This post is about American Crows (Corvus brachyrhynchos).
The American crow is a corvid, part of the family Corvidae under the genus Corvus. Corvidae include ravens, magpies, jay, and others (Taylor 2014).
“Family” and “genus” refer to taxonomic ranks. Taxonomic ranks are how scientists categorize organisms/species in order to communicate information about them.
There are 40 known species of Crow. In North America there are three types of Crow: the American Crow, the Fish Crow, and the Northwestern Crow.
The American Crow is a medium to large passerine (bird with a toe arrangement that allow them to perch).
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The American crow is an omnivore, meaning that it eats a wide variety of foods including other birds, road-kill, seeds, fruit, and even trash (Armistead, Small, 2016). American crows work together to ward off predators by using a series of calls to alert other crows.
In the YouTube video below, a flock of American crows are calling out to warn others about the presence of two red-shouldered hawks (Buteo lineatus) and a red-tailed hawk (Buteo jamaicensis). The event was preceded by the crows mobbing (attacking together) the two red-shouldered hawks (the red-tailed hawk joined in after the even began).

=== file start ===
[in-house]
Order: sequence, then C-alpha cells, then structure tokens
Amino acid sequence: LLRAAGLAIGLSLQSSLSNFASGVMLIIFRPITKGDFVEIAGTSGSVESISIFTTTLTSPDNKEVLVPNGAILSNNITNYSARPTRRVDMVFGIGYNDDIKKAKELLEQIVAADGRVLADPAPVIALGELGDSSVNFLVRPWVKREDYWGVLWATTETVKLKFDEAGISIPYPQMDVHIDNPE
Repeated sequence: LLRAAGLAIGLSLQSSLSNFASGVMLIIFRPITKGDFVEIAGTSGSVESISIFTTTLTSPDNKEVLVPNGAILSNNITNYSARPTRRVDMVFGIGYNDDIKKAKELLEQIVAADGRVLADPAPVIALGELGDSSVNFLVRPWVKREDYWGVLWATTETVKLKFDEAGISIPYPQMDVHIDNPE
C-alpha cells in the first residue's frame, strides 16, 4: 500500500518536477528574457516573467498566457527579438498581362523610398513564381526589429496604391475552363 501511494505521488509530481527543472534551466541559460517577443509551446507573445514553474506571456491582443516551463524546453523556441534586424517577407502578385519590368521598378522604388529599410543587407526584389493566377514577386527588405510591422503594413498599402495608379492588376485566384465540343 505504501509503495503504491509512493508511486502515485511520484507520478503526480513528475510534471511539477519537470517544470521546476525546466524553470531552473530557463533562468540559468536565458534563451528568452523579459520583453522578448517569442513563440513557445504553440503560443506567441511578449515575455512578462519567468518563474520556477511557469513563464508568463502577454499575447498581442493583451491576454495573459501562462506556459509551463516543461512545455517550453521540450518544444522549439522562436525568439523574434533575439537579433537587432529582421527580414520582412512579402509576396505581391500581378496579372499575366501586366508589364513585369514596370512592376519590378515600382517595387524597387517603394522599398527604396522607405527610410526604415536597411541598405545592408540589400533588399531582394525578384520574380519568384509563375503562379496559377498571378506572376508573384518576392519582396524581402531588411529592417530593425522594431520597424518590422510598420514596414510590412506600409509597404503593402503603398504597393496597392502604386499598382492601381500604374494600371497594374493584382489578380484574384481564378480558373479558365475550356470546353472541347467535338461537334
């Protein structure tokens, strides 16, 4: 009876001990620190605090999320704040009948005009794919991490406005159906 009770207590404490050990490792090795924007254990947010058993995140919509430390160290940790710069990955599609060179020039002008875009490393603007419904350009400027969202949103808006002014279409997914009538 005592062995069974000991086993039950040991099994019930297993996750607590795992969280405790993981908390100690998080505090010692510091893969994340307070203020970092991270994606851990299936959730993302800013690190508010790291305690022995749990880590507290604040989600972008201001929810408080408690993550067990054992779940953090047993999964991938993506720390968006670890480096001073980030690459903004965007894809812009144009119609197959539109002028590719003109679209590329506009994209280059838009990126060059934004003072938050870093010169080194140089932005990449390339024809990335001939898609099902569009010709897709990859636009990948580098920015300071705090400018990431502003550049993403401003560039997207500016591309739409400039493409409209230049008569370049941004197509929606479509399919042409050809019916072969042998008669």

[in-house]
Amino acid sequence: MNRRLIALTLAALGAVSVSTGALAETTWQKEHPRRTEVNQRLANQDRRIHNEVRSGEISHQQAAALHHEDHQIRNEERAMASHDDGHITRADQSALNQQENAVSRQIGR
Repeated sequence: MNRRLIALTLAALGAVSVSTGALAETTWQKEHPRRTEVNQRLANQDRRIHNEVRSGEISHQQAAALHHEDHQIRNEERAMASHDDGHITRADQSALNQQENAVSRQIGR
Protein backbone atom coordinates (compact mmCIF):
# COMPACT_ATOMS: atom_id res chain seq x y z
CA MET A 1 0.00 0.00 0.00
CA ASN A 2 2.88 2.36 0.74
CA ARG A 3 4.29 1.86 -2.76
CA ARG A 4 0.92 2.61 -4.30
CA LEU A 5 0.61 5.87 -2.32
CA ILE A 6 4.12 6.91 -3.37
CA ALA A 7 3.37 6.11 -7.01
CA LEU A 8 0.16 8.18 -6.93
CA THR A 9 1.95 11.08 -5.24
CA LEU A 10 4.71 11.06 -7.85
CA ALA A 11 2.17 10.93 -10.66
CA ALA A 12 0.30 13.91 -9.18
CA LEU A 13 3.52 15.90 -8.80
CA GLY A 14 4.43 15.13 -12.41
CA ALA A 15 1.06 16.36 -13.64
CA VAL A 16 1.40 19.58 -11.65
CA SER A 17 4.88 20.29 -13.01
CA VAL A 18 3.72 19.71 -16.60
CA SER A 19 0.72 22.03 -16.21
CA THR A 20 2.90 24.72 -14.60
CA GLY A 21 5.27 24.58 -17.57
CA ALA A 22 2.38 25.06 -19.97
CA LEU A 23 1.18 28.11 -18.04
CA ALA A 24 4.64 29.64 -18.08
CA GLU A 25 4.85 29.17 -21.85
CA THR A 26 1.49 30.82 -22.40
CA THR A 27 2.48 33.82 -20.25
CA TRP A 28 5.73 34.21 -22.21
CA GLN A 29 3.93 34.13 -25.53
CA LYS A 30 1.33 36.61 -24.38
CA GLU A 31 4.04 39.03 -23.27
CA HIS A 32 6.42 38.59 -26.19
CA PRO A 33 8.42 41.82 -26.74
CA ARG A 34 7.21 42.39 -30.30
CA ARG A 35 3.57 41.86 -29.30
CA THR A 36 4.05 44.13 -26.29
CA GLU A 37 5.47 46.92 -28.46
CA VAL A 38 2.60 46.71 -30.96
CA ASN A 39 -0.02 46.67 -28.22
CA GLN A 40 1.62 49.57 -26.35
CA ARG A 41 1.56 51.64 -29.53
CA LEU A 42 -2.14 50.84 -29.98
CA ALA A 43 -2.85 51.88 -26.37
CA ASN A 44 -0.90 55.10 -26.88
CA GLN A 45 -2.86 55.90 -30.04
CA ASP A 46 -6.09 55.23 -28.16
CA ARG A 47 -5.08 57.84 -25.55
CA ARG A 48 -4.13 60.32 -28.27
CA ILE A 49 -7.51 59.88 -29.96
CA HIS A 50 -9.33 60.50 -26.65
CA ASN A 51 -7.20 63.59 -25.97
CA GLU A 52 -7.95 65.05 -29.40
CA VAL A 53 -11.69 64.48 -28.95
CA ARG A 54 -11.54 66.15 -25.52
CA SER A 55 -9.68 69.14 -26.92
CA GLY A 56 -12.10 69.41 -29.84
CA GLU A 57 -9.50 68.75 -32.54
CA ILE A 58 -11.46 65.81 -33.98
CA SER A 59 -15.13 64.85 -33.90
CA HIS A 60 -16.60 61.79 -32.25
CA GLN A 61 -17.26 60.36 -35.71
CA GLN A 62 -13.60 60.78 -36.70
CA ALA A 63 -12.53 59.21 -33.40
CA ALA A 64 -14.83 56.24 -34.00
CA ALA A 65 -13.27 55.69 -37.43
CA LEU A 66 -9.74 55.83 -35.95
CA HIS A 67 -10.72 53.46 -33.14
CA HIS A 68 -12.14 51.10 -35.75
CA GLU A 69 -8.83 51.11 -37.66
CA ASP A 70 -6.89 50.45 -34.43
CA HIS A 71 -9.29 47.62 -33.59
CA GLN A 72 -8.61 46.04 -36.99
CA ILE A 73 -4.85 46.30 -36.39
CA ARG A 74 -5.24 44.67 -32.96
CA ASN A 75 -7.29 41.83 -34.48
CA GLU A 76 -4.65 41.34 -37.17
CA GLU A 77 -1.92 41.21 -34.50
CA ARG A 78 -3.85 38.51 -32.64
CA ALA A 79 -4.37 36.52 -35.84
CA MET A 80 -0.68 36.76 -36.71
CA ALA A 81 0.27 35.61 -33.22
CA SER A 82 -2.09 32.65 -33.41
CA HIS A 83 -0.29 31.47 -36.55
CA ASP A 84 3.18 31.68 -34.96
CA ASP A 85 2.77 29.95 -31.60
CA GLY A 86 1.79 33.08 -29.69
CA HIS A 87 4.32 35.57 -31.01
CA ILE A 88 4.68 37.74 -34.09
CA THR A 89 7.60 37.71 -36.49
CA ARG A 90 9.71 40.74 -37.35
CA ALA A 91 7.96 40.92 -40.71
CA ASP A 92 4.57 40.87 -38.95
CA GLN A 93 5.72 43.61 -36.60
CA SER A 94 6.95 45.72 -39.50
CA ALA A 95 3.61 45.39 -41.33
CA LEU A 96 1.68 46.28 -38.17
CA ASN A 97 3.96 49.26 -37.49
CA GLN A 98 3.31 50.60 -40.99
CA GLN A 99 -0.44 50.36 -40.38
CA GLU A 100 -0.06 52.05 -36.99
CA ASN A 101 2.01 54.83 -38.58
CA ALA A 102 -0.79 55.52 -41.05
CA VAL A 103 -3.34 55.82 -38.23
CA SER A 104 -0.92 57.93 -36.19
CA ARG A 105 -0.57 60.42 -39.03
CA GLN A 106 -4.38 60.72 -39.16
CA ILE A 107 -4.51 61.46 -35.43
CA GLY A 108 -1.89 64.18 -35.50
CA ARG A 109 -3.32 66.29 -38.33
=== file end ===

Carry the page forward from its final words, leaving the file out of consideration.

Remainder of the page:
American Crows build large basket-like nests, high up in trees. Think of the nautical term “crow’s nest”. The crow’s nest is the highest place on a ship. In fact, Crows can build their nests at heights of 70 feet.
If you’re out birding and notice a basket-like nest made from sticks, vines, and bark, way up in the trees, it could be a Crow’s nest.
American Crows lay between 3-8, blue-/gray-green blotched/spotted, oval-shaped eggs. Both parents take turns incubating. Incubation is approximately 18 days. American Crows will have one or two broods depending on location. In northern parts of the U.S. Crows will typically have one brood, while in southern areas of the States they will have two (Harrison).
Stay tuned for more about Corvids!
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